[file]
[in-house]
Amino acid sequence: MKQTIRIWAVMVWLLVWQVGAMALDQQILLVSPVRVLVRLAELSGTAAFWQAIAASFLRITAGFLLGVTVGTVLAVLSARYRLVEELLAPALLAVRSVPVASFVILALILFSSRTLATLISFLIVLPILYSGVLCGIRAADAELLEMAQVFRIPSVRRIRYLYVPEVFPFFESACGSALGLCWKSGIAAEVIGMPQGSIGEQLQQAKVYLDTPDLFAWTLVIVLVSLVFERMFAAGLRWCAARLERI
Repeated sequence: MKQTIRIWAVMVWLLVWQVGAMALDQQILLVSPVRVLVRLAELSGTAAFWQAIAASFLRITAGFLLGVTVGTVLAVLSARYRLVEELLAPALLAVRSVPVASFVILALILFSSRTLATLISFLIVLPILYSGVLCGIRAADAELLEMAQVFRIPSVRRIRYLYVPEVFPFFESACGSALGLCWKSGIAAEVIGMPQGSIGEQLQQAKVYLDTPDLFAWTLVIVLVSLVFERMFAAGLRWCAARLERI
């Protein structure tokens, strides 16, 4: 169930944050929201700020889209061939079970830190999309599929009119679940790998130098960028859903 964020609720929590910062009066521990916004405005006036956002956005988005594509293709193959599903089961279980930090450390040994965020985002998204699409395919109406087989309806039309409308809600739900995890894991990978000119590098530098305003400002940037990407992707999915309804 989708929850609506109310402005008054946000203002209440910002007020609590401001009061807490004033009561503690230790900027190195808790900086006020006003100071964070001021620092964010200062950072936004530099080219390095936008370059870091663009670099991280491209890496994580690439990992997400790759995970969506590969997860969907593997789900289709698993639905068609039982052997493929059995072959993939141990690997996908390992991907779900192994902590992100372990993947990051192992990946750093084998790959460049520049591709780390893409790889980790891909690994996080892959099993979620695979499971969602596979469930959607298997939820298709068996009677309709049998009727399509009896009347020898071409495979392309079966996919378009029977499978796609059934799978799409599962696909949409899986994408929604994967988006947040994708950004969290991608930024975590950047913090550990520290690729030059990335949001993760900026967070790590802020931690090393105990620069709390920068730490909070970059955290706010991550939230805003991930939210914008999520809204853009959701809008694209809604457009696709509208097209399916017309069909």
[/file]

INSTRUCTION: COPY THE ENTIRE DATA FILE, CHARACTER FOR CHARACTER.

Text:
[in-house]
Amino acid sequence: MKQTIRIWAVMVWLLVWQVGAMALDQQILLVSPVRVLVRLAELSGTAAFWQAIAASFLRITAGFLLGVTVGTVLAVLSARYRLVEELLAPALLAVRSVPVASFVILALILFSSRTLATLISFLIVLPILYSGVLCGIRAADAELLEMAQVFRIPSVRRIRYLYVPEVFPFFESACGSALGLCWKSGIAAEVIGMPQGSIGEQLQQAKVYLDTPDLFAWTLVIVLVSLVFERMFAAGLRWCAARLERI
Repeated sequence: MKQTIRIWAVMVWLLVWQVGAMALDQQILLVSPVRVLVRLAELSGTAAFWQAIAASFLRITAGFLLGVTVGTVLAVLSARYRLVEELLAPALLAVRSVPVASFVILALILFSSRTLATLISFLIVLPILYSGVLCGIRAADAELLEMAQVFRIPSVRRIRYLYVPEVFPFFESACGSALGLCWKSGIAAEVIGMPQGSIGEQLQQAKVYLDTPDLFAWTLVIVLVSLVFERMFAAGLRWCAARLERI
């Protein structure tokens, strides 16, 4: 169930944050929201700020889209061939079970830190999309599929009119679940790998130098960028859903 964020609720929590910062009066521990916004405005006036956002956005988005594509293709193959599903089961279980930090450390040994965020985002998204699409395919109406087989309806039309409308809600739900995890894991990978000119590098530098305003400002940037990407992707999915309804 989708929850609506109310402005008054946000203002209440910002007020609590401001009061807490004033009561503690230790900027190195808790900086006020006003100071964070001021620092964010200062950072936004530099080219390095936008370059870091663009670099991280491209890496994580690439990992997400790759995970969506590969997860969907593997789900289709698993639905068609039982052997493929059995072959993939141990690997996908390992991907779900192994902590992100372990993947990051192992990946750093084998790959460049520049591709780390893409790889980790891909690994996080892959099993979620695979499971969602596979469930959607298997939820298709068996009677309709049998009727399509009896009347020898071409495979392309079966996919378009029977499978796609059934799978799409599962696909949409899986994408929604994967988006947040994708950004969290991608930024975590950047913090550990520290690729030059990335949001993760900026967070790590802020931690090393105990620069709390920068730490909070970059955290706010991550939230805003991930939210914008999520809204853009959701809008694209809604457009696709509208097209399916017309069909």